(WTVM) - Back in the early 1960s as NASA tested the first rockets to launch astronauts into space, many of those first-generation rockets blew up on the launch pad.
That would be enough to scare most people into walking away, but America’s first astronauts who would ride those rockets, eventually to the moon, were not “most people.”
The Mercury, Gemini and Apollo astronauts all drove the crews on the ground to work the bugs out of their spacecrafts so their missions would succeed. They needed to lower their risks, but they also knew that risk would never be zero.
Now, 60 years later and 10 years since the last Space Shuttle flight, the first SpaceX manned flight to the International Space Station reminds us that any big accomplishment requires big risks.
Climbing on top of a huge, fiery rocket even in the year 2020 is maybe the biggest risk!
The early years of space travel directly led to some life changing inventions, like personal computers, cell phones, artificial limbs, scratch resistant lenses, memory foam and the computer mouse. Our lives were made better because of the risks those engineers and astronauts were willing to take.
This next stage of space travel is likely to bring us even more impressive technology.
But space exploration is about much more than cool inventions. It’s concrete proof that the American spirit of excellence is alive and well, this time working in a unique public-private partnership with NASA.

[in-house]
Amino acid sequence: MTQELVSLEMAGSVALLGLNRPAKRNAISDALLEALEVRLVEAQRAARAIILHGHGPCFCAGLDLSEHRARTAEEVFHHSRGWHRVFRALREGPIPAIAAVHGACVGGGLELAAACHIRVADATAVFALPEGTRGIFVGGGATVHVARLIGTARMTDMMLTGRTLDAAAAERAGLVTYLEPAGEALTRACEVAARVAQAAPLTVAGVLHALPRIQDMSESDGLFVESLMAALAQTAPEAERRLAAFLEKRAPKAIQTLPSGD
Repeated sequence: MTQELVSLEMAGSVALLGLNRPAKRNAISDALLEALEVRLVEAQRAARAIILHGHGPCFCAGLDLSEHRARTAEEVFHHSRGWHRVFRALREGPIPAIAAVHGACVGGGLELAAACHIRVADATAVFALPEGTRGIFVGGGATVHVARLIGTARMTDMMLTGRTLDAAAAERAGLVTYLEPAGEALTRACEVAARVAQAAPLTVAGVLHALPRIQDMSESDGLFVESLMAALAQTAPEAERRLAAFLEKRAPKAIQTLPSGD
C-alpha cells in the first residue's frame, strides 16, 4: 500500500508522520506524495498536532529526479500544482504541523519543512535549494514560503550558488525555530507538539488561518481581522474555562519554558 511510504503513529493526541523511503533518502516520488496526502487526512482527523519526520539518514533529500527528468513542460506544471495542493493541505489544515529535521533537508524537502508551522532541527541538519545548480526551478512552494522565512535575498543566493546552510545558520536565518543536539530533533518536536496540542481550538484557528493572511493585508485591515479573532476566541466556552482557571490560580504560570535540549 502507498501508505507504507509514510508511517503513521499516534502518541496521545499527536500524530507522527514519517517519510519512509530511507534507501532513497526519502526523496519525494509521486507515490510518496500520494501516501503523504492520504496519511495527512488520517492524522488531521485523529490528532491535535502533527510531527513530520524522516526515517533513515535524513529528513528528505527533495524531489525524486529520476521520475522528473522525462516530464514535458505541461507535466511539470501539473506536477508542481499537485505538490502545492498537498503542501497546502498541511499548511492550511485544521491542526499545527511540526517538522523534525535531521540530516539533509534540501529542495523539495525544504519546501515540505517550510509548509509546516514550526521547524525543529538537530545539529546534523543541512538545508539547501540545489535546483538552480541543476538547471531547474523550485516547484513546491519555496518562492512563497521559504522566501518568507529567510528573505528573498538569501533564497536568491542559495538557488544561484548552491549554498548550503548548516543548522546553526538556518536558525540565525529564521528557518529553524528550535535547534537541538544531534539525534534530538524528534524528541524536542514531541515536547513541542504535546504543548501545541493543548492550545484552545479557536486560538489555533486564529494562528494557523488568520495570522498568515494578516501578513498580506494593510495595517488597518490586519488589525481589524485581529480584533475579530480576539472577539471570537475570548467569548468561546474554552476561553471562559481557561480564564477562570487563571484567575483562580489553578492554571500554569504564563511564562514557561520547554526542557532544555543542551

The American drive to explore has always been defined by us taking huge risks, like traveling west in rickety horse drawn wagons or flying a single engine plane solo across the Atlantic Ocean for the first time. We still salute that pioneering spirit.
Now the men and women bringing the American space program back from the dead can reach for farther frontiers: like going back to the moon, and then to Mars.
The design, production and successful launch of a 21st Century space capsule and returning its first-stage rocket to be reused in another flight, is a tremendous accomplishment. SpaceX and NASA’s newest success ought to give us all hope and confidence to take on risk ourselves so we can live our lives on earth to the fullest right now.
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